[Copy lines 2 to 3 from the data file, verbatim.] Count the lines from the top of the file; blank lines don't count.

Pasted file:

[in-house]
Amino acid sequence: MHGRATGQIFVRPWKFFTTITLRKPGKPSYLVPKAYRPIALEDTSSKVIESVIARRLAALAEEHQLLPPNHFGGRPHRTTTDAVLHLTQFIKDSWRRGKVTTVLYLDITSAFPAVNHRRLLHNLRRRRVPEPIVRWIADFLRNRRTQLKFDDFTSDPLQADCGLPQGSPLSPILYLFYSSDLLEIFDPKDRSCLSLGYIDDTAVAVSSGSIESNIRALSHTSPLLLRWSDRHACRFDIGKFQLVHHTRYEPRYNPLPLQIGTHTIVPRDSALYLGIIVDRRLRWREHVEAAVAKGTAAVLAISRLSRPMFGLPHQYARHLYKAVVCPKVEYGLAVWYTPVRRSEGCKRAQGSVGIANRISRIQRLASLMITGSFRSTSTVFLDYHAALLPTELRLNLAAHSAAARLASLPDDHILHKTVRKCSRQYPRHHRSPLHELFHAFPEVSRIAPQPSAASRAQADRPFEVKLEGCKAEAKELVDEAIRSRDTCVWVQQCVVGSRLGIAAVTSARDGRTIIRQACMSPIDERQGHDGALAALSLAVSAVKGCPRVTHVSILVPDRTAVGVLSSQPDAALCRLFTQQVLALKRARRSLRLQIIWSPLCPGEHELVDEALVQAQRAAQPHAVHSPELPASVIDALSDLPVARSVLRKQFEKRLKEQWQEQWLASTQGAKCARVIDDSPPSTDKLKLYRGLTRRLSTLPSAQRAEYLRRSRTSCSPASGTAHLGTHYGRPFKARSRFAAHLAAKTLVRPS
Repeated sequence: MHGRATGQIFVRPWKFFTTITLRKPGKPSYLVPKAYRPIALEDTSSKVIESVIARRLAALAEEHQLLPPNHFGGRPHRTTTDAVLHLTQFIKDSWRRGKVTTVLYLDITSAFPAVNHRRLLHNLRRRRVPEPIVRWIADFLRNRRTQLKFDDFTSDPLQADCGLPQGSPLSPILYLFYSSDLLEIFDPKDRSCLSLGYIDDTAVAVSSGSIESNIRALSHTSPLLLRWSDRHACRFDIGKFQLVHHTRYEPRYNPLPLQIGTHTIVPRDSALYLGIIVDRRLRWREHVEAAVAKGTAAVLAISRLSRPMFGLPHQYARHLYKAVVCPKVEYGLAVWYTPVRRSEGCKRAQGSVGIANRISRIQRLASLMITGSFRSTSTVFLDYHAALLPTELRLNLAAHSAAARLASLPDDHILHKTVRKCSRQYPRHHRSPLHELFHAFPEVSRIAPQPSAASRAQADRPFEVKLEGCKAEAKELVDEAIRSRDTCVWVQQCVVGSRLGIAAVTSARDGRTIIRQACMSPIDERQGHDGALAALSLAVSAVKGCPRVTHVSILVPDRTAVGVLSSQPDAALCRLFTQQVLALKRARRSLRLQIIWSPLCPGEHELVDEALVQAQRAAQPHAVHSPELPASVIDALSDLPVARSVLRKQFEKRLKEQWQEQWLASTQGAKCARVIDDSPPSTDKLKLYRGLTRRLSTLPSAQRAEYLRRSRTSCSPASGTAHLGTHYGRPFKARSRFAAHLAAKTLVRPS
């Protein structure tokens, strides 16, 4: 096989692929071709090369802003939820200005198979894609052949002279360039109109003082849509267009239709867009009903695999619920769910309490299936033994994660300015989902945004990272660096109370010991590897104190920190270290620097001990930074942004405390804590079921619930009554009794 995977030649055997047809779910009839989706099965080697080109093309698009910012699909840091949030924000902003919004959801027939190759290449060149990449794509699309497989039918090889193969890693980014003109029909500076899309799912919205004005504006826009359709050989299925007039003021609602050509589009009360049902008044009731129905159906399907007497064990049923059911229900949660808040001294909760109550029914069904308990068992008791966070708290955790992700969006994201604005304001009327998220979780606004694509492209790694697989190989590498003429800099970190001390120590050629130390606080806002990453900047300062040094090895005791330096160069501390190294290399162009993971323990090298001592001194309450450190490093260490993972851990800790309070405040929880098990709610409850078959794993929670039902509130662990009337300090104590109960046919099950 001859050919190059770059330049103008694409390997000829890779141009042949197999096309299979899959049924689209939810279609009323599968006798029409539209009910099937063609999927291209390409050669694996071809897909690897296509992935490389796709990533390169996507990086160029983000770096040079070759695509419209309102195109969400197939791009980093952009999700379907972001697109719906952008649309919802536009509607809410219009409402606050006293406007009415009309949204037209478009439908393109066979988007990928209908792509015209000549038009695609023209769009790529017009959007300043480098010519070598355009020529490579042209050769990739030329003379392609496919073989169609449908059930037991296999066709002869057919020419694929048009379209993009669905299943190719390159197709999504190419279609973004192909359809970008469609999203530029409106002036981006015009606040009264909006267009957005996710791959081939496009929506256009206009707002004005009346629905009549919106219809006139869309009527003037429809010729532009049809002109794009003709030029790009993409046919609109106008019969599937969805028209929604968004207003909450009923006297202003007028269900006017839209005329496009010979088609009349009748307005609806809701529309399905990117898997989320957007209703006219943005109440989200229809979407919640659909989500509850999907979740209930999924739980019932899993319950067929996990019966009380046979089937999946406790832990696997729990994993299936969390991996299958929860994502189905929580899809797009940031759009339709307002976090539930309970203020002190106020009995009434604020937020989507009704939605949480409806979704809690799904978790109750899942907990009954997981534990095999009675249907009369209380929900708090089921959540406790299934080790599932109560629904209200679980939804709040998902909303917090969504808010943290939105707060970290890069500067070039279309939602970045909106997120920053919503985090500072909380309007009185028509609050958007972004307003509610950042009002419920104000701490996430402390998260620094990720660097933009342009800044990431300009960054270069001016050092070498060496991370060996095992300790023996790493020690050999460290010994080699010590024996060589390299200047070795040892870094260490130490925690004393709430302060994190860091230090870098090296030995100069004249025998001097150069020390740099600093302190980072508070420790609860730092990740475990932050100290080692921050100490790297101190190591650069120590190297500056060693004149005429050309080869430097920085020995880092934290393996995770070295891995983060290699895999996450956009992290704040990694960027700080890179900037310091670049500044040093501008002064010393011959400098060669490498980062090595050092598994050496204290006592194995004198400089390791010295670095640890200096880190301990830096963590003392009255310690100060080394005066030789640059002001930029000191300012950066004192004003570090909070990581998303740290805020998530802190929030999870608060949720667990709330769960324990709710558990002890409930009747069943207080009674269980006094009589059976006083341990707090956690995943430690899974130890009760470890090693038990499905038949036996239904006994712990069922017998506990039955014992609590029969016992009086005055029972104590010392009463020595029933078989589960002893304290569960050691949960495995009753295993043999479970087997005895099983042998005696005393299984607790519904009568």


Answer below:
Amino acid sequence: MHGRATGQIFVRPWKFFTTITLRKPGKPSYLVPKAYRPIALEDTSSKVIESVIARRLAALAEEHQLLPPNHFGGRPHRTTTDAVLHLTQFIKDSWRRGKVTTVLYLDITSAFPAVNHRRLLHNLRRRRVPEPIVRWIADFLRNRRTQLKFDDFTSDPLQADCGLPQGSPLSPILYLFYSSDLLEIFDPKDRSCLSLGYIDDTAVAVSSGSIESNIRALSHTSPLLLRWSDRHACRFDIGKFQLVHHTRYEPRYNPLPLQIGTHTIVPRDSALYLGIIVDRRLRWREHVEAAVAKGTAAVLAISRLSRPMFGLPHQYARHLYKAVVCPKVEYGLAVWYTPVRRSEGCKRAQGSVGIANRISRIQRLASLMITGSFRSTSTVFLDYHAALLPTELRLNLAAHSAAARLASLPDDHILHKTVRKCSRQYPRHHRSPLHELFHAFPEVSRIAPQPSAASRAQADRPFEVKLEGCKAEAKELVDEAIRSRDTCVWVQQCVVGSRLGIAAVTSARDGRTIIRQACMSPIDERQGHDGALAALSLAVSAVKGCPRVTHVSILVPDRTAVGVLSSQPDAALCRLFTQQVLALKRARRSLRLQIIWSPLCPGEHELVDEALVQAQRAAQPHAVHSPELPASVIDALSDLPVARSVLRKQFEKRLKEQWQEQWLASTQGAKCARVIDDSPPSTDKLKLYRGLTRRLSTLPSAQRAEYLRRSRTSCSPASGTAHLGTHYGRPFKARSRFAAHLAAKTLVRPS
Repeated sequence: MHGRATGQIFVRPWKFFTTITLRKPGKPSYLVPKAYRPIALEDTSSKVIESVIARRLAALAEEHQLLPPNHFGGRPHRTTTDAVLHLTQFIKDSWRRGKVTTVLYLDITSAFPAVNHRRLLHNLRRRRVPEPIVRWIADFLRNRRTQLKFDDFTSDPLQADCGLPQGSPLSPILYLFYSSDLLEIFDPKDRSCLSLGYIDDTAVAVSSGSIESNIRALSHTSPLLLRWSDRHACRFDIGKFQLVHHTRYEPRYNPLPLQIGTHTIVPRDSALYLGIIVDRRLRWREHVEAAVAKGTAAVLAISRLSRPMFGLPHQYARHLYKAVVCPKVEYGLAVWYTPVRRSEGCKRAQGSVGIANRISRIQRLASLMITGSFRSTSTVFLDYHAALLPTELRLNLAAHSAAARLASLPDDHILHKTVRKCSRQYPRHHRSPLHELFHAFPEVSRIAPQPSAASRAQADRPFEVKLEGCKAEAKELVDEAIRSRDTCVWVQQCVVGSRLGIAAVTSARDGRTIIRQACMSPIDERQGHDGALAALSLAVSAVKGCPRVTHVSILVPDRTAVGVLSSQPDAALCRLFTQQVLALKRARRSLRLQIIWSPLCPGEHELVDEALVQAQRAAQPHAVHSPELPASVIDALSDLPVARSVLRKQFEKRLKEQWQEQWLASTQGAKCARVIDDSPPSTDKLKLYRGLTRRLSTLPSAQRAEYLRRSRTSCSPASGTAHLGTHYGRPFKARSRFAAHLAAKTLVRPS